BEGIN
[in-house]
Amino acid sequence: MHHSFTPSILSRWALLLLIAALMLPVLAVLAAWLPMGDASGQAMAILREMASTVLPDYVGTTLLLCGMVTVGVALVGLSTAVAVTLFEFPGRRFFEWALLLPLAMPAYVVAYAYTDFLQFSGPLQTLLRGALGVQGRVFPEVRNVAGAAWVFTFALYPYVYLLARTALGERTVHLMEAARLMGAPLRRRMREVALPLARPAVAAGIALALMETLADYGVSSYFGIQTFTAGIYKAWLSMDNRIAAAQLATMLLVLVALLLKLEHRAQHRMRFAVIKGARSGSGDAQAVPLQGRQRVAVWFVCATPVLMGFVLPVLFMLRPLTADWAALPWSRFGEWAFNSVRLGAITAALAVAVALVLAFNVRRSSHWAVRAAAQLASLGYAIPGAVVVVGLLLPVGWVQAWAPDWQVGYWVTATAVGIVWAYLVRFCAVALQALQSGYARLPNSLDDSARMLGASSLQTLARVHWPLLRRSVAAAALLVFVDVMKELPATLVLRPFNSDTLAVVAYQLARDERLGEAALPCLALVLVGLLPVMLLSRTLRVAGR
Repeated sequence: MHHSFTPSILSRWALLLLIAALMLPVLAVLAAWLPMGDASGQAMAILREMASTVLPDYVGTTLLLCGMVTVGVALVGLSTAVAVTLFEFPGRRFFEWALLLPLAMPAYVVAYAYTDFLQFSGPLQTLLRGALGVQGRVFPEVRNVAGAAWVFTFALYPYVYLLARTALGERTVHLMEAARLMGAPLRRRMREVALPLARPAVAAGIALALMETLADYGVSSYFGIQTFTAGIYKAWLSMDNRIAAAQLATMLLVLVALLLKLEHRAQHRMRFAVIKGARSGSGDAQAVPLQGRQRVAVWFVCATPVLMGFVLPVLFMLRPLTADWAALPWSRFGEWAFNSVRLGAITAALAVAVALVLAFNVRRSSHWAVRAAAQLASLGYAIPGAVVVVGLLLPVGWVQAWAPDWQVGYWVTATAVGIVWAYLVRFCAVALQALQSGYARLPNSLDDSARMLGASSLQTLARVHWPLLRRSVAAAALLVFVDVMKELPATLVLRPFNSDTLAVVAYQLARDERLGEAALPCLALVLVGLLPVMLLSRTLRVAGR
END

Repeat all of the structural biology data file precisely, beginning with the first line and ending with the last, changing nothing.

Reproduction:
[in-house]
Amino acid sequence: MHHSFTPSILSRWALLLLIAALMLPVLAVLAAWLPMGDASGQAMAILREMASTVLPDYVGTTLLLCGMVTVGVALVGLSTAVAVTLFEFPGRRFFEWALLLPLAMPAYVVAYAYTDFLQFSGPLQTLLRGALGVQGRVFPEVRNVAGAAWVFTFALYPYVYLLARTALGERTVHLMEAARLMGAPLRRRMREVALPLARPAVAAGIALALMETLADYGVSSYFGIQTFTAGIYKAWLSMDNRIAAAQLATMLLVLVALLLKLEHRAQHRMRFAVIKGARSGSGDAQAVPLQGRQRVAVWFVCATPVLMGFVLPVLFMLRPLTADWAALPWSRFGEWAFNSVRLGAITAALAVAVALVLAFNVRRSSHWAVRAAAQLASLGYAIPGAVVVVGLLLPVGWVQAWAPDWQVGYWVTATAVGIVWAYLVRFCAVALQALQSGYARLPNSLDDSARMLGASSLQTLARVHWPLLRRSVAAAALLVFVDVMKELPATLVLRPFNSDTLAVVAYQLARDERLGEAALPCLALVLVGLLPVMLLSRTLRVAGR
Repeated sequence: MHHSFTPSILSRWALLLLIAALMLPVLAVLAAWLPMGDASGQAMAILREMASTVLPDYVGTTLLLCGMVTVGVALVGLSTAVAVTLFEFPGRRFFEWALLLPLAMPAYVVAYAYTDFLQFSGPLQTLLRGALGVQGRVFPEVRNVAGAAWVFTFALYPYVYLLARTALGERTVHLMEAARLMGAPLRRRMREVALPLARPAVAAGIALALMETLADYGVSSYFGIQTFTAGIYKAWLSMDNRIAAAQLATMLLVLVALLLKLEHRAQHRMRFAVIKGARSGSGDAQAVPLQGRQRVAVWFVCATPVLMGFVLPVLFMLRPLTADWAALPWSRFGEWAFNSVRLGAITAALAVAVALVLAFNVRRSSHWAVRAAAQLASLGYAIPGAVVVVGLLLPVGWVQAWAPDWQVGYWVTATAVGIVWAYLVRFCAVALQALQSGYARLPNSLDDSARMLGASSLQTLARVHWPLLRRSVAAAALLVFVDVMKELPATLVLRPFNSDTLAVVAYQLARDERLGEAALPCLALVLVGLLPVMLLSRTLRVAGR